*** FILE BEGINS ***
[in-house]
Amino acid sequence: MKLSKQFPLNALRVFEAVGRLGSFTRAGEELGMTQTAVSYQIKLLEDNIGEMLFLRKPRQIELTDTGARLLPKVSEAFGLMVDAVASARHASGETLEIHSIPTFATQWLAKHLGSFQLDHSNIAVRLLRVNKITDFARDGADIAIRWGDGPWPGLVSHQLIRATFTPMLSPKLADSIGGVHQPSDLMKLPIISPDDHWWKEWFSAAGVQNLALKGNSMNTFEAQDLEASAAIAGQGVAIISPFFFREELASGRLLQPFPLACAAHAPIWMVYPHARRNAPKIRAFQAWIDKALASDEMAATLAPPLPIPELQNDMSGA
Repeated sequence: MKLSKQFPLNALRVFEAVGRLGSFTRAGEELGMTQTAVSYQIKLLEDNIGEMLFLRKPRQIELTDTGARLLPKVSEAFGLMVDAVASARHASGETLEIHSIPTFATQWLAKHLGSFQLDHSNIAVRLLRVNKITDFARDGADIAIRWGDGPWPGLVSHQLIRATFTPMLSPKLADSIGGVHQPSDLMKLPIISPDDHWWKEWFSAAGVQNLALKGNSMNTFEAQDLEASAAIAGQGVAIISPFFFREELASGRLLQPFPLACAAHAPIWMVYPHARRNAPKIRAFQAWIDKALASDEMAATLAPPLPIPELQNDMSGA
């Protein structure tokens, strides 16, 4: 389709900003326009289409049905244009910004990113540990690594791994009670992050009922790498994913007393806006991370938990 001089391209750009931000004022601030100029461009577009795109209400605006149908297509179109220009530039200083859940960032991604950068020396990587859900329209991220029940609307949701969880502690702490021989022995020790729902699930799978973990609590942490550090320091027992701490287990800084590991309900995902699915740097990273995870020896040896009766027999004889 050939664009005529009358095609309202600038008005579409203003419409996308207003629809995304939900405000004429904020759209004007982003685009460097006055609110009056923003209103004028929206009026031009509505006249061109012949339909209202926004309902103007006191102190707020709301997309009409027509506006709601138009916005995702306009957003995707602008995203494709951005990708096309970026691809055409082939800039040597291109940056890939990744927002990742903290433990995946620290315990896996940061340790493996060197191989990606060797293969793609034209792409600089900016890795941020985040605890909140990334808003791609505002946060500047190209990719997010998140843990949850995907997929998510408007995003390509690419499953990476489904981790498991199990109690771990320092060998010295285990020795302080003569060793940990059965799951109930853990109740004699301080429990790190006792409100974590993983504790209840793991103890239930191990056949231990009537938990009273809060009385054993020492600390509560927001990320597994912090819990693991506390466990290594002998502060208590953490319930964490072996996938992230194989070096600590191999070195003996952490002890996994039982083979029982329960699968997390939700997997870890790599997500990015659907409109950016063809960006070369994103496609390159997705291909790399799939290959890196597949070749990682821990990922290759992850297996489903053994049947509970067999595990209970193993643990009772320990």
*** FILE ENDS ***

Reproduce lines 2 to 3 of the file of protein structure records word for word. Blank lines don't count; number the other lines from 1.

Amino acid sequence: MKLSKQFPLNALRVFEAVGRLGSFTRAGEELGMTQTAVSYQIKLLEDNIGEMLFLRKPRQIELTDTGARLLPKVSEAFGLMVDAVASARHASGETLEIHSIPTFATQWLAKHLGSFQLDHSNIAVRLLRVNKITDFARDGADIAIRWGDGPWPGLVSHQLIRATFTPMLSPKLADSIGGVHQPSDLMKLPIISPDDHWWKEWFSAAGVQNLALKGNSMNTFEAQDLEASAAIAGQGVAIISPFFFREELASGRLLQPFPLACAAHAPIWMVYPHARRNAPKIRAFQAWIDKALASDEMAATLAPPLPIPELQNDMSGA
Repeated sequence: MKLSKQFPLNALRVFEAVGRLGSFTRAGEELGMTQTAVSYQIKLLEDNIGEMLFLRKPRQIELTDTGARLLPKVSEAFGLMVDAVASARHASGETLEIHSIPTFATQWLAKHLGSFQLDHSNIAVRLLRVNKITDFARDGADIAIRWGDGPWPGLVSHQLIRATFTPMLSPKLADSIGGVHQPSDLMKLPIISPDDHWWKEWFSAAGVQNLALKGNSMNTFEAQDLEASAAIAGQGVAIISPFFFREELASGRLLQPFPLACAAHAPIWMVYPHARRNAPKIRAFQAWIDKALASDEMAATLAPPLPIPELQNDMSGA